A brief look at the history of the Czech Olympic movement
All of us are familiar with the Olympic Games and its many moments of sweet victory, captured in time, that slowly form part of the patchwork of nations' collective identities. There are Czechs who will never forget the feats of runners like Emil Zatopek and his triple triumph in Helsinki. "Less than 200 metres to go it's Zatopek in front! Zatopek wins...what a beautiful race!" Others will always remember gymnast Vera Caslavska's seven gold. Most recently, a whole generation will never forget 1998's stunner at Nagano, in which the Czechs downed the Russians in the ice hockey final to take the highest prize. "In the middle of the third and... gooaaaaal! It's a goal from defenceman Petr Svoboda! The Czechs lead 1-0!"
But, the Olympics are more than just about sport, they are also about spirit: as a movement the Olympics have very deep roots in Bohemia, going back more than 100 years. The Czech Olympic Committee was founded way back in 1899. According, to Olympics specialist and historian Frantisek Kolar, the Czechs had very close ties to the Olympics modern founder, Pierre de Coubertin - largely thanks to one man.
"The founding of the Czech Olympic movement, in a way, is a story of incredible luck. In 1891, Jiri Guth the head of physical education at a high school in the south Bohemian town of Klatovy - befriended de Coubertin while on a study trip to Paris. The two became life-long friends, and de Coubertin would urge Guth to help found an Olympic committee for his people. De Coubertin had a lot of respect for Czechs after seeing Czech gymnasts clinch the three top spots at the first international gymnastics meet in 1889. After that he thought the Czechs unusually talented in sport."
De Coubertin invited Guth to take part in the congress founding the first Olympic Games, but initially the Czech failed to grasp the importance of the emerging Olympics movement, and didn't attend. It was only after seeing the final ceremony at the first modern games in Athens that he realised his mistake. Seeing individual nations' flags raised high, he gained new appreciation for the Games' enormous political impact.
"As you know, at the time the Czechs did not have their own country, so for them to be able to participate in the Games - as Czechs - had enormous symbolic potential. Guth returned home and took steps towards founding a permanent Olympic Committee that would oversee all Czechs in sport. Initially athletes competed along lines of ethnicity, rather then state, which meant that Czechs were able to compete as Czechs in the first years of the Games. That lasted until 1914, when the rules were changed to the ones we've had ever since. After 1914, as now, athletes must represent their state, regardless of their ethnic background."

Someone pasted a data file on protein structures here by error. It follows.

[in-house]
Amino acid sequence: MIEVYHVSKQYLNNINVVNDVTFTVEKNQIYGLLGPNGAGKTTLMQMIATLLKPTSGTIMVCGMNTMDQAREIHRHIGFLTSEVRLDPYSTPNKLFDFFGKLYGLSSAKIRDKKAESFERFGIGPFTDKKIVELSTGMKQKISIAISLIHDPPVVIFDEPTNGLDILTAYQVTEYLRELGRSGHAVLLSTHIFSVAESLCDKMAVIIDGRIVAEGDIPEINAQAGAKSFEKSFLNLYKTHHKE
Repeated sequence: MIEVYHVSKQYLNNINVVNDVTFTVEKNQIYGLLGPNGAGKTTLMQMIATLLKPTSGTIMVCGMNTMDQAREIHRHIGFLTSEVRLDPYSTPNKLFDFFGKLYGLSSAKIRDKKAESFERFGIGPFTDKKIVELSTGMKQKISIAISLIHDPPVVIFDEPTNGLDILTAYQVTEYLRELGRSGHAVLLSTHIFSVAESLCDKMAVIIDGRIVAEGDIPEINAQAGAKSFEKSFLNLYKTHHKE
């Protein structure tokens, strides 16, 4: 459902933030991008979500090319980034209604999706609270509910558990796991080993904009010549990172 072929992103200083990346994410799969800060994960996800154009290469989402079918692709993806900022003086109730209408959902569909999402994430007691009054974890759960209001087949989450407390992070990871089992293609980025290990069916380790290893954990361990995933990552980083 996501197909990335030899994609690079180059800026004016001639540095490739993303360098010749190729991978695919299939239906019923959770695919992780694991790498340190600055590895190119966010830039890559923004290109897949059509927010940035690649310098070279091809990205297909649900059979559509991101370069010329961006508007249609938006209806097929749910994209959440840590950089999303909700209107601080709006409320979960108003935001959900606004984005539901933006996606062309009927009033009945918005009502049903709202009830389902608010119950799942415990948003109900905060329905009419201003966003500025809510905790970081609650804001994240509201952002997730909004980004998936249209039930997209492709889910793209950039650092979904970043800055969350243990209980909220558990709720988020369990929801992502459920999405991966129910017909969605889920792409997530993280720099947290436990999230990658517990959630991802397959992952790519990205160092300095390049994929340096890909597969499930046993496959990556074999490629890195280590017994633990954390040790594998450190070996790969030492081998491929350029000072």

With the outbreak of World War I, Guth and others were eventually pressured into dissolving the Czech Olympic Committee or risk being branded disloyal to the Austro-Hungarian Empire. It was a move De Coubertin never recognised, and after the war, just three days after Czechoslovakia was founded, the Committee was reinstated. It was the beginning of a new chapter in Czech Olympic history.
"The committee was named to fully represent the newly-emerged state: a state not just of Czechs and Slovaks but also ethnic Hungarians and Sudeten Germans. Now the committee would represent them all."
But, things would not be ideal for long: the rise of Hitler's Germany in the '30s spurred unrest on Czechoslovakia's borders, and Sudeten German athletes longed to represent the Nazi state, not least because the 1936 Summer Olympics were to be held in Berlin. Not surprisingly, the Czechs were dead against, and the International Olympic Committee also resolutely rejected the ethnic Germans' request. In the end, the Czech Germans were left no choice but to compete for Czechoslovakia, though they apparently wore emblems on their uniforms displaying loyalty to Germany. The emblem, Frantisek Kolar says was a green fir branch.
Just a few years later Czechoslovakia no longer existed: Bohemia and Moravia were under occupation, under the Nazi Protectorate, while Slovakia had become an independent Fascist state.
Interestingly, as late in the day as 1939 Jiri Guth received an invitation to attend an IOC meeting in London. Guth wanted to attend and asked the German authorities if he could depart. At first he was told he could leave, but soon after the matter was consulted with Hitler himself.
Frantisek Kolar says in the end the dictators' aides persuaded Hitler not to let the Czech representative go, since it would only fuel Czech nationalist resistance to the Nazis' plans. Within two years the Czech Olympic Committee would be dissolved again, though once again not for long.
"After the Second World War the committee was reinstated and set about lobbying for the Soviet Union to become part of the Olympic family. The irony is that after the communists came to power in Czechoslovakia in 1948, they demoted the Olympic Committee by making it just part of centrally-run sports organisations. It was no longer an independent body."
At the same time, the communists like others before them recognised the value of the Olympic Games.
"After 1948 the communists used the Olympic Games to showcase their own successes, saying look at runner Emil Zatopek, who had been a boy from a poor background who worked his way up through diligence and hard work. The communists saw him as an ideal representative. The irony is that in 1952 Zatopek almost didn't compete. After a fellow athlete, Stanislav Jungwirth, was struck from the Olympics roster for political reasons, Zatopek famously dug in his heels and said if Jungwirth couldn't take part, neither would he. And of course he succeeded: both were allowed to go in the end and of course Zatopek won three gold medals""